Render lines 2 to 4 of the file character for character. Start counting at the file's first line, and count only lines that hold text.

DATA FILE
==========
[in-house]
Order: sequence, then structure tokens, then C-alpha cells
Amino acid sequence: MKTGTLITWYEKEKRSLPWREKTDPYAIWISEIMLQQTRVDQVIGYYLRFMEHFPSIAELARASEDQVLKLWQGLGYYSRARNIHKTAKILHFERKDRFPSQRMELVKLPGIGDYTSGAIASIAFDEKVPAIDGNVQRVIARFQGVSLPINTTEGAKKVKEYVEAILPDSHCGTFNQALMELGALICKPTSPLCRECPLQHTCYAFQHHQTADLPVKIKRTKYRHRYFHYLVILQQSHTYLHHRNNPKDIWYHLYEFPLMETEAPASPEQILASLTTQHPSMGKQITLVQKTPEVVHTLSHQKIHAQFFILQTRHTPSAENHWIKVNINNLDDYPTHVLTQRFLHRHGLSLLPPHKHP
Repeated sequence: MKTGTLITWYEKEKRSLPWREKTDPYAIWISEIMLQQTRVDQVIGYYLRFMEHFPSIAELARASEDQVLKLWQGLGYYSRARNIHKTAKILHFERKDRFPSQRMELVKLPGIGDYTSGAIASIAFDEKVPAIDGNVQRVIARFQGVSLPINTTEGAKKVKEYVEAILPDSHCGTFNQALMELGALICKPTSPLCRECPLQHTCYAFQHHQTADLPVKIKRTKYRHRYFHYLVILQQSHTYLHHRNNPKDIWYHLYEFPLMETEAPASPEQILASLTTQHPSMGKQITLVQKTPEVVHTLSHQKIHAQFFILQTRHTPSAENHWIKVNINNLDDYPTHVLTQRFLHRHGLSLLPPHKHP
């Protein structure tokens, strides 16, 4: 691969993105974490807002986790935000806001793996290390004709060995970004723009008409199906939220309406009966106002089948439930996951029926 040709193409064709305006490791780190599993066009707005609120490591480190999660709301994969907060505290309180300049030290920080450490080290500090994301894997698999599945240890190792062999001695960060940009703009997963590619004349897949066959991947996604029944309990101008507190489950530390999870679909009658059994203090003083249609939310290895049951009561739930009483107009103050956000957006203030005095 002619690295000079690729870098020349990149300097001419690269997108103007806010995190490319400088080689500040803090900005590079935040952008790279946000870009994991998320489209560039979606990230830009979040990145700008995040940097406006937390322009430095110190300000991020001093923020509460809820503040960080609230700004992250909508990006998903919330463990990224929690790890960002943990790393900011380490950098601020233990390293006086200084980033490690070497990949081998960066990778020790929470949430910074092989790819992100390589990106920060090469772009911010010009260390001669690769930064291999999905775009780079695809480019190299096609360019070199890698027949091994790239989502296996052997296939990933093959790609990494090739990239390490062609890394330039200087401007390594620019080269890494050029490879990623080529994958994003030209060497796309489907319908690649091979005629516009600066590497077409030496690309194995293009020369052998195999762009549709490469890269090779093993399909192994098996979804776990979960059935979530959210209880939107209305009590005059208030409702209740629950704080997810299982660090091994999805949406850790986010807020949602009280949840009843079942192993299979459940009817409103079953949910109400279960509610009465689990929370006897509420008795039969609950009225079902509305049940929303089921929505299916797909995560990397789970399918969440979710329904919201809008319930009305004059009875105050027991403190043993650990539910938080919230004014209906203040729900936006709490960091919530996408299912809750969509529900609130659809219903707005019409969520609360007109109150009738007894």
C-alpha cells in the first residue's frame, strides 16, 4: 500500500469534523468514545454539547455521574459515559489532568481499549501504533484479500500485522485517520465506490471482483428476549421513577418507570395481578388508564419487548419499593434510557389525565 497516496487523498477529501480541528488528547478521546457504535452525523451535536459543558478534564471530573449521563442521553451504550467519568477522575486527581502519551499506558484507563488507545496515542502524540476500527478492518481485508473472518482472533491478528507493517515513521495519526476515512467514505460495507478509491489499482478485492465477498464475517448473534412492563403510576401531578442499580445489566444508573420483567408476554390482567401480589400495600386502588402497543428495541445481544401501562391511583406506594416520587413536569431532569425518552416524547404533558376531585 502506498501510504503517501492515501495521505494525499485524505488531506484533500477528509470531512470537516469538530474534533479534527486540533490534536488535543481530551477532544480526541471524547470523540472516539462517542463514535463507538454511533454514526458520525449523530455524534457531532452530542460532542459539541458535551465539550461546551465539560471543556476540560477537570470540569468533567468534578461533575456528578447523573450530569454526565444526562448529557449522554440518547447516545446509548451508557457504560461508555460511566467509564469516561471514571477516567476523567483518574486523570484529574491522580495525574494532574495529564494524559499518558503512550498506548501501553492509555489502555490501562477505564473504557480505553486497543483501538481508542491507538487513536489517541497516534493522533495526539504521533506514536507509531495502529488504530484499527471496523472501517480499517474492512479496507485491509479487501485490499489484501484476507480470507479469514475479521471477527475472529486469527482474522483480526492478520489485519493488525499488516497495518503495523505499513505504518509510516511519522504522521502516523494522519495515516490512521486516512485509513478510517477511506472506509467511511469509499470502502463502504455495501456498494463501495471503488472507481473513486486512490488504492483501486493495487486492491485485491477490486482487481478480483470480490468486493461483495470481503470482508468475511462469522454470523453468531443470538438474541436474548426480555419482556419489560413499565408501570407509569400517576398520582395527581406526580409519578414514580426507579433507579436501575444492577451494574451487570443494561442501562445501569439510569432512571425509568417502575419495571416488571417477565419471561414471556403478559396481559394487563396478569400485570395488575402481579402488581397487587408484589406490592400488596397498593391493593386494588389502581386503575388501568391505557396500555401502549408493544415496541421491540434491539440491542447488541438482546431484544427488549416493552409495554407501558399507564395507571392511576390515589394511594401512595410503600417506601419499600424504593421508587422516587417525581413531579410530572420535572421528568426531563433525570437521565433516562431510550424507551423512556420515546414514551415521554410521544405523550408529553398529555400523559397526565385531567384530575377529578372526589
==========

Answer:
Order: sequence, then structure tokens, then C-alpha cells
Amino acid sequence: MKTGTLITWYEKEKRSLPWREKTDPYAIWISEIMLQQTRVDQVIGYYLRFMEHFPSIAELARASEDQVLKLWQGLGYYSRARNIHKTAKILHFERKDRFPSQRMELVKLPGIGDYTSGAIASIAFDEKVPAIDGNVQRVIARFQGVSLPINTTEGAKKVKEYVEAILPDSHCGTFNQALMELGALICKPTSPLCRECPLQHTCYAFQHHQTADLPVKIKRTKYRHRYFHYLVILQQSHTYLHHRNNPKDIWYHLYEFPLMETEAPASPEQILASLTTQHPSMGKQITLVQKTPEVVHTLSHQKIHAQFFILQTRHTPSAENHWIKVNINNLDDYPTHVLTQRFLHRHGLSLLPPHKHP
Repeated sequence: MKTGTLITWYEKEKRSLPWREKTDPYAIWISEIMLQQTRVDQVIGYYLRFMEHFPSIAELARASEDQVLKLWQGLGYYSRARNIHKTAKILHFERKDRFPSQRMELVKLPGIGDYTSGAIASIAFDEKVPAIDGNVQRVIARFQGVSLPINTTEGAKKVKEYVEAILPDSHCGTFNQALMELGALICKPTSPLCRECPLQHTCYAFQHHQTADLPVKIKRTKYRHRYFHYLVILQQSHTYLHHRNNPKDIWYHLYEFPLMETEAPASPEQILASLTTQHPSMGKQITLVQKTPEVVHTLSHQKIHAQFFILQTRHTPSAENHWIKVNINNLDDYPTHVLTQRFLHRHGLSLLPPHKHP